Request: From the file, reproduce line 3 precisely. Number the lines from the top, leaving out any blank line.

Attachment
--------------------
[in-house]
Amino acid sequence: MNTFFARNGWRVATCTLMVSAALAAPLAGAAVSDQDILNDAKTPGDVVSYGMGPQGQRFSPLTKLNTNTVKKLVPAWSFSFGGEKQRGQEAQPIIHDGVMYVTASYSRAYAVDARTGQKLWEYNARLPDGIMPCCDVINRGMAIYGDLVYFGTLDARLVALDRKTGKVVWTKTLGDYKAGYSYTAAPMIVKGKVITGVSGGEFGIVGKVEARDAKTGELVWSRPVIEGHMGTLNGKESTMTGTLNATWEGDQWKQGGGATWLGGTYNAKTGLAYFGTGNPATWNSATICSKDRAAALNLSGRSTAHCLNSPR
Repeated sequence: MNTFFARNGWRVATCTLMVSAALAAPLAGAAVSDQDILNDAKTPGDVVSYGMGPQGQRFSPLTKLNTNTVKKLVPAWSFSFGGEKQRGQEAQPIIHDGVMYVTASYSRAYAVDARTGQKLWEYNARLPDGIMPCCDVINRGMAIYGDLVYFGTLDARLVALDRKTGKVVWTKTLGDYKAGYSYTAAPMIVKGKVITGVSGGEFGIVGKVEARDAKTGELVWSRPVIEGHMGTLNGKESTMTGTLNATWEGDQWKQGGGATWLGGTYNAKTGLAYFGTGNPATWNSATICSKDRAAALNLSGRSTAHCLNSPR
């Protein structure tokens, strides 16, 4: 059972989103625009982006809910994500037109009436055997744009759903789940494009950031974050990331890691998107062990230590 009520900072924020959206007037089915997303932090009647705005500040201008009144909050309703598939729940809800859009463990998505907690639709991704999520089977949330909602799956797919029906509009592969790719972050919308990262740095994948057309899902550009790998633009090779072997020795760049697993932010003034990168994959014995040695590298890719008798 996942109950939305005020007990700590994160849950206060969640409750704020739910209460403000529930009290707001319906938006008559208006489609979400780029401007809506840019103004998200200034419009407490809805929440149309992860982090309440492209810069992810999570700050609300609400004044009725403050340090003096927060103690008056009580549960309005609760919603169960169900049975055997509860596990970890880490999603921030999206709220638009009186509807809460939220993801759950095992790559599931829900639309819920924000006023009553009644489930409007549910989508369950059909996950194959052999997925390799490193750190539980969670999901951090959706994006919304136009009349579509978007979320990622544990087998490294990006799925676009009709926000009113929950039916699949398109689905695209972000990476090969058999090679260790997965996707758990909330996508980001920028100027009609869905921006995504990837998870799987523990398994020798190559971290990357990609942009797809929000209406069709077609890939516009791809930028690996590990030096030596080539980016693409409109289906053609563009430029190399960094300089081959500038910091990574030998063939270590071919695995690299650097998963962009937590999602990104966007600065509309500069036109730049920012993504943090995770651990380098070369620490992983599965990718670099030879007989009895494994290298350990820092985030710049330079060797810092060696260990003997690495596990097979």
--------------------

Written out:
Repeated sequence: MNTFFARNGWRVATCTLMVSAALAAPLAGAAVSDQDILNDAKTPGDVVSYGMGPQGQRFSPLTKLNTNTVKKLVPAWSFSFGGEKQRGQEAQPIIHDGVMYVTASYSRAYAVDARTGQKLWEYNARLPDGIMPCCDVINRGMAIYGDLVYFGTLDARLVALDRKTGKVVWTKTLGDYKAGYSYTAAPMIVKGKVITGVSGGEFGIVGKVEARDAKTGELVWSRPVIEGHMGTLNGKESTMTGTLNATWEGDQWKQGGGATWLGGTYNAKTGLAYFGTGNPATWNSATICSKDRAAALNLSGRSTAHCLNSPR